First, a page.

As I take the train from New York City to Sommatone Amplification in Somerville, New Jersey, lush greenery and farms flash by the window and it’s easy to see why the area is called the Garden State. The Sommatone factory is actually part of a three-car garage nestled in the woods behind a ranch-style house abutting a large swimming pool. This is where Jimmy Somma designs and builds some fantastic-sounding heads and combos.
Somma brings a lot of playing experience to each amp design, too, and that’s because he spent years slogging it out in New Jersey’s highly competitive club circuit. His creations are not academic exercises based on oscilloscopes and ohm readings, nor are they flashy furniture pieces designed for the dens of wealthy hobbyists. They’re real-world workhorses created with a player’s ear for sound, and they’re built to a touring musician’s roadworthiness requirements. Somma eschews building Fender, Vox, or Marshall clones in favor of fashioning products that include some of the best features of each, with a range of models to suit just about any performing or recording need.
Jimmy Somma stands behind an alluringly daunting wall of amps at the New York Amp Show last June. Photo by Chris Kies
As his employees assemble amps, Somma explains how he got started and what differentiates his amps from those of other custom builders.
How did you get into guitar?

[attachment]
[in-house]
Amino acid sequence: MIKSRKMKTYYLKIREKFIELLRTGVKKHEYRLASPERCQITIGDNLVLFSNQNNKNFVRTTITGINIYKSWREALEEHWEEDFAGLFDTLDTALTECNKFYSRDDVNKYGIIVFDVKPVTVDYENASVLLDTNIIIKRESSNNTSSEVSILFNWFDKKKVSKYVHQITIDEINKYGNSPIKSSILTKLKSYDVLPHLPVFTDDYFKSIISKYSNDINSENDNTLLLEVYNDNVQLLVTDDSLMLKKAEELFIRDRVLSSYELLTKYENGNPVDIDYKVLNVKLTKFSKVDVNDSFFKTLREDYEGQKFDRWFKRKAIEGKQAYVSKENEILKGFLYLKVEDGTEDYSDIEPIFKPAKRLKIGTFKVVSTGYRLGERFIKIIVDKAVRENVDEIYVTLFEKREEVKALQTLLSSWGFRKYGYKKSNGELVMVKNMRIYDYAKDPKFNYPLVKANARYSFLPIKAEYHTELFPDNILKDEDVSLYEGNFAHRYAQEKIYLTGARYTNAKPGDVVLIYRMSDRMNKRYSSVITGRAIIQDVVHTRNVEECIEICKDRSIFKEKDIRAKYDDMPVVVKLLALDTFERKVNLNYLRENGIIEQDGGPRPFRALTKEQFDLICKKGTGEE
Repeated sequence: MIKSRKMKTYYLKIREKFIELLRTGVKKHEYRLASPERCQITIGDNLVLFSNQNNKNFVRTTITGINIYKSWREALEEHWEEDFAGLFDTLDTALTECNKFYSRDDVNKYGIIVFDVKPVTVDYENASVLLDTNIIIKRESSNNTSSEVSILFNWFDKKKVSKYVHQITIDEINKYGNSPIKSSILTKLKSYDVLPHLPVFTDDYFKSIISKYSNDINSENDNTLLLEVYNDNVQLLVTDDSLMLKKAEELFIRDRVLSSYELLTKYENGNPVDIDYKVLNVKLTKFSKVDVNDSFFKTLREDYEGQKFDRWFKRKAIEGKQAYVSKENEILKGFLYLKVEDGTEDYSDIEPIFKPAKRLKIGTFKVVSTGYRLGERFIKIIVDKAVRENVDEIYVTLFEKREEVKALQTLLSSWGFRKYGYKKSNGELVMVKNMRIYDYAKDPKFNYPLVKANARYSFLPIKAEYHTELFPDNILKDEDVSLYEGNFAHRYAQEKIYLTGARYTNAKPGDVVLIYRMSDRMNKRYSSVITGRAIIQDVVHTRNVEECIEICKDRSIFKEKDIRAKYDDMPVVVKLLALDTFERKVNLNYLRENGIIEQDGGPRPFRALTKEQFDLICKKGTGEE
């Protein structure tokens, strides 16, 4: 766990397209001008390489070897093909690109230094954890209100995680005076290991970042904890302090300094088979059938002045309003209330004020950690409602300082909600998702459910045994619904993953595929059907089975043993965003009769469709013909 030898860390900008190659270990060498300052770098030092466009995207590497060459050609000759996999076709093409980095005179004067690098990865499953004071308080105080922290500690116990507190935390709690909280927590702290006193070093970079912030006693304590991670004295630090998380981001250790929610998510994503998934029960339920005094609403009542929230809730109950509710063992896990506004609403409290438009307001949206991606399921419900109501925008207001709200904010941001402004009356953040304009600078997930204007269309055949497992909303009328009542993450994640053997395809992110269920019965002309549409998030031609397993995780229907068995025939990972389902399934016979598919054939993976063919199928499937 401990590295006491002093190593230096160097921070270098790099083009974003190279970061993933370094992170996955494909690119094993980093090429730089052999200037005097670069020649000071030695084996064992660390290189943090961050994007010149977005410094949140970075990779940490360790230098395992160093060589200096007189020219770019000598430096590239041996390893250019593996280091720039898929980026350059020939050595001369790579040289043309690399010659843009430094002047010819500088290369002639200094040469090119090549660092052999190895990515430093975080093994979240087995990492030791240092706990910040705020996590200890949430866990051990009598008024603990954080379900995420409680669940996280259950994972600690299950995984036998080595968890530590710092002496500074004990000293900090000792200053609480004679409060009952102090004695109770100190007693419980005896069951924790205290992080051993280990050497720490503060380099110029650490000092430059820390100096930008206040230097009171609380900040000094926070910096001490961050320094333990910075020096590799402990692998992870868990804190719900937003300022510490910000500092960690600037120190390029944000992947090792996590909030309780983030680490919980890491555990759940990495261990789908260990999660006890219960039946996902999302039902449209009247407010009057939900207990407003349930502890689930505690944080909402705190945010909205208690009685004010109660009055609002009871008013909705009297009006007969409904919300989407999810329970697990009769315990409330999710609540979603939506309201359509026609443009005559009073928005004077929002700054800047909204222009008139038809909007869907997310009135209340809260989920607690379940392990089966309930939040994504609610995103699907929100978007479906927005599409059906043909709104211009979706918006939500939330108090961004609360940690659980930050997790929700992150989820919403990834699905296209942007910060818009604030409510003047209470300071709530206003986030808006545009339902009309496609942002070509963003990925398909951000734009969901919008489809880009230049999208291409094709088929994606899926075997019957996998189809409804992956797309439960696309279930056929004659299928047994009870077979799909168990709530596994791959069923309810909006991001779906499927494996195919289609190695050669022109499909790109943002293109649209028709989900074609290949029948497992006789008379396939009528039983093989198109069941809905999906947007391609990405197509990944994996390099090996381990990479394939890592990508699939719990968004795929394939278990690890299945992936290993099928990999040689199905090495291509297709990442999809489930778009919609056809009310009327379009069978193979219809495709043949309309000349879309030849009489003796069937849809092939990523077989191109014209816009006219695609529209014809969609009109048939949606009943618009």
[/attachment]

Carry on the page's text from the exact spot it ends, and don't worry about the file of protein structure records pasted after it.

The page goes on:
Ace Frehley—he was pretty much it. When I was six, I saw the cover to Alive! and discovered Kiss. My parents didn’t want to buy me the album, so my grandparents did. Hearing it, I knew I wanted to be a guitar player. My grandfather was a garbage contractor, and he would find broken guitars for me. My parents saw I was taking guitar seriously, so at seven I started taking guitar lessons. After a year, I didn’t think I was getting anything out of them, so I quit and started picking things up by listening to records. At 14, I took lessons again for about two years.
Did you fix any of those guitars your grandfather brought home?
Yes, though at first I had no idea what I was doing. But I’ve always been good at figuring out stuff on my own, so I started by restringing the guitars and by the time I was 12 or 13, I was replacing their pickups. I didn’t realize it was anything unusual—I just figured that’s what people did. My grandparents and dad were really handy and would teach me about tools and repairing things. With that little bit of knowledge, I just took off.
How did you start repairing amps?
I got into Eric Johnson, who is all about tone. That started me thinking: Why do classic guitar tracks sound the way they do? Why do certain amps sound better than others? I started reverse-engineering amplifiers to find out. I’ve owned Fender and Marshalls over the years, and I’d tweak them by experimenting with tubes and speakers. I began doing repairs for friends, and then for friends of friends, and then I started getting paid for it. For years, I repaired amps and guitars part-time, but eventually I quit my day job and went for it. That was eight years ago.
It’s one thing to solder pickups, but getting inside an amp can be dangerous.